Jim's Blog

Investigation into the Death of Natalie Wood Continues : A Well Thought Out Scream by James Riordan

NatBlog11A few years ago I met Lana Wood at a James Bond event sponsored by my good friend Doug Redenius. Doug has amassed many James Bond collectibles from the films and even provided others for use in the 007 movies. The plan was to have Richard Kiel who played the steel-toothed villain Jaws in several of the Roger Moore Bond films appear at the event, but Richard took sick that week. It was the beginning of the end for Kiel whom I’ve spoken to a few times – enough to know that we lost one of the better humans in film when he passed,



(Lana Wood as a James Bond girl (left and today)

Since Richard was unavailable Doug brought in two of the more famous Bond girls, Maud Adams who played infamous Octopussy in the film of the same name and Lana who played Plenty O’Toole in the James Bond film, Diamonds Are Forever. Although Lana was a fine actress her career was eclipsed by her older sister Natalie who became a mega star with appearances in movies like Miracle on 34th Street, West Side Story and Rebel Without a Cause.  Nominated for an Oscar before her 20th birthday for her supporting role in Rebel Without a Cause opposite James Dean in 1956, she was twice nominated for Best Actress for Splendor in the Grass in 1962 and Love with the Proper Stranger in 1964.  She was one of the brightest Hollywood stars in the ’70s and her legend has continued to grow due to the bizarre circumstances of her death.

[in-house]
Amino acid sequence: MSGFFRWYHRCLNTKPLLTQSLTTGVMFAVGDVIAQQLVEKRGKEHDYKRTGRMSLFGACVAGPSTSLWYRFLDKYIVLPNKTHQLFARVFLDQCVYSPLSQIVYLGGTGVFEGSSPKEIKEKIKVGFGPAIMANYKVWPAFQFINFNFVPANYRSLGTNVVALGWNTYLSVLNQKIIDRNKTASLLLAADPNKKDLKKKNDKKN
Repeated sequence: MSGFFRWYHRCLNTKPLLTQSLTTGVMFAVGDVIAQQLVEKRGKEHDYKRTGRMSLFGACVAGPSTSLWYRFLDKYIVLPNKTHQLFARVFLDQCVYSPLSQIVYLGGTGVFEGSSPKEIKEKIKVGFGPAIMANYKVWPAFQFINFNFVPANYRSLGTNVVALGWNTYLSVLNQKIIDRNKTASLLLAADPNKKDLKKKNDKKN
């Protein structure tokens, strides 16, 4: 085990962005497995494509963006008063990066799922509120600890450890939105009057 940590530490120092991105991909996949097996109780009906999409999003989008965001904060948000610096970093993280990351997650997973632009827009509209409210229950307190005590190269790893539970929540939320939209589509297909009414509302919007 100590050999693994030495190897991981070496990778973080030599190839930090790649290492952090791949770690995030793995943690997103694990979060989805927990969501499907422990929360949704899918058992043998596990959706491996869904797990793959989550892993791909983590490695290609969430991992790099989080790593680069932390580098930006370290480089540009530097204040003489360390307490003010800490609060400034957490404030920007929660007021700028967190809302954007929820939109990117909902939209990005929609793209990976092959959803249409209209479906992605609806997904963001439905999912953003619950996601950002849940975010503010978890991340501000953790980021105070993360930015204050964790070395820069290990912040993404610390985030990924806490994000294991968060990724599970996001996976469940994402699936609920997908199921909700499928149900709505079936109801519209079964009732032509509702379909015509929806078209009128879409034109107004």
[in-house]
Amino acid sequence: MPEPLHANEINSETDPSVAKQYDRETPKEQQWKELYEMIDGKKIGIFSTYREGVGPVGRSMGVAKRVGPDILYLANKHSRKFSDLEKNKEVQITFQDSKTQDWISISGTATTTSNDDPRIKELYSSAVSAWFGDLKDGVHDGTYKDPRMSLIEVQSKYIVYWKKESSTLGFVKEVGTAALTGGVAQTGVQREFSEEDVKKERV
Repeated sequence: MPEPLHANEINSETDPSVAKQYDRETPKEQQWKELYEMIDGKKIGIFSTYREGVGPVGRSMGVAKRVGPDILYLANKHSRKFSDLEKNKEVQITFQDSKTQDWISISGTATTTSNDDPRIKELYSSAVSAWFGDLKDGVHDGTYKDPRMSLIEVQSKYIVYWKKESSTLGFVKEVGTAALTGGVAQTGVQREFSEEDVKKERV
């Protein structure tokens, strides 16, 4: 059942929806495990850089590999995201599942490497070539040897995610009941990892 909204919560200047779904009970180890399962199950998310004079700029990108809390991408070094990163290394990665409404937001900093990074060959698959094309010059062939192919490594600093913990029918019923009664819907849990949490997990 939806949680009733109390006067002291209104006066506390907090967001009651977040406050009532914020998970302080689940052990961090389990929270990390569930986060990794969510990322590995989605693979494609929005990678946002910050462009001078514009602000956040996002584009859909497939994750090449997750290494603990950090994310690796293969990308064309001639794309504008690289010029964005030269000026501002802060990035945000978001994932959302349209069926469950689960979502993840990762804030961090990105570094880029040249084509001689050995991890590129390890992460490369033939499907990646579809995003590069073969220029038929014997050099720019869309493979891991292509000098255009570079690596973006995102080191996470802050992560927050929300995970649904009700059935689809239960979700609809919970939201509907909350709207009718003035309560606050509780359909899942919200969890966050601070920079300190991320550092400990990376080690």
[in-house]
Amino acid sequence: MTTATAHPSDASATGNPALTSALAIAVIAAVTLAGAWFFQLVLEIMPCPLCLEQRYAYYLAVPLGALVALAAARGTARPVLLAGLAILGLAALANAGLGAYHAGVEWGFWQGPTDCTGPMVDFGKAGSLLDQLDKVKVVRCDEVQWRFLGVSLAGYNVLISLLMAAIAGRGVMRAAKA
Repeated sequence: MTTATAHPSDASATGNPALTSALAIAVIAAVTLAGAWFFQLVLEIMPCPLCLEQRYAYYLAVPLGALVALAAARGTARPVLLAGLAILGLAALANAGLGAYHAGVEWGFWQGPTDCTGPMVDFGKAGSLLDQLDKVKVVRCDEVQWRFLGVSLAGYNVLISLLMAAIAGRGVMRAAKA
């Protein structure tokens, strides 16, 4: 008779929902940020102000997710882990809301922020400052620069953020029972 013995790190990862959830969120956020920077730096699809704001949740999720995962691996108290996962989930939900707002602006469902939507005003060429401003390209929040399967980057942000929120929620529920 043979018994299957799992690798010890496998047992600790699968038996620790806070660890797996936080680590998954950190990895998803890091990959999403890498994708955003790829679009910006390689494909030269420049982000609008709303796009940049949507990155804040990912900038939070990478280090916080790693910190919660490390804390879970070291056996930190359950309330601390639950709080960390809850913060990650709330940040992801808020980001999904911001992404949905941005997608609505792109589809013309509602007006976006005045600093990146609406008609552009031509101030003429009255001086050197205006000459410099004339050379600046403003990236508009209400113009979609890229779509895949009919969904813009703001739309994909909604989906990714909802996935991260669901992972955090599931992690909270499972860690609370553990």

It’s been nearly 37 years since Natalie Wood drowned while boating with her husband, Robert Wagner and mutual friend Christopher Walken on Nov. 29, 1981. The couple had gone sailing for the weekend around Catalina Island on their 60-foot yacht, Splendour, with Natalie’s Brainstorm costar Christopher Walken and captain Dennis Davern. Authorities found Natalie’s body one mile south of the Splendour yacht, off an isolated cove called Blue Cavern Point. She was wearing a flannel nightgown, wool socks, and a down-filled jacket. She was 43.


After an autopsy was conducted, authorities revealed that Natalie’s arms had been covered in bruises, a scratch was found on her neck, and she had abrasions on her face. They also believed that all of those injuries had occurred prior to her drowning. Robert told the police that Natalie had gone to bed before him and he didn’t notice she was missing until he went to their bedroom sometime after midnight and noticed she wasn’t there. Because they found alcohol and two types of medication in her system, authorities ruled her cause of death as an “accidental drowning.”

Just this past week the story was again in the headlines.  First CBS devoted an episode of 48 Hours episode on Saturday February 3rd .  On Monday, the Los Angeles County Sheriff’s Department held a press conference to update the public about the case. While the case still remains a “suspicious-circumstances death,” Lieutenant John Corina of the Los Angeles County Sheriff’s Department’s homicide bureau added that more than 100 people have come forward with information since it was reopened in 2011. “We’re closer to understanding what happened.” As a result of the new witnesses — which include acquaintances of the couple, people staying on Catalina Island, and people near the boat where Natalie drowned — investigators have re-created a timeline of the events leading to her death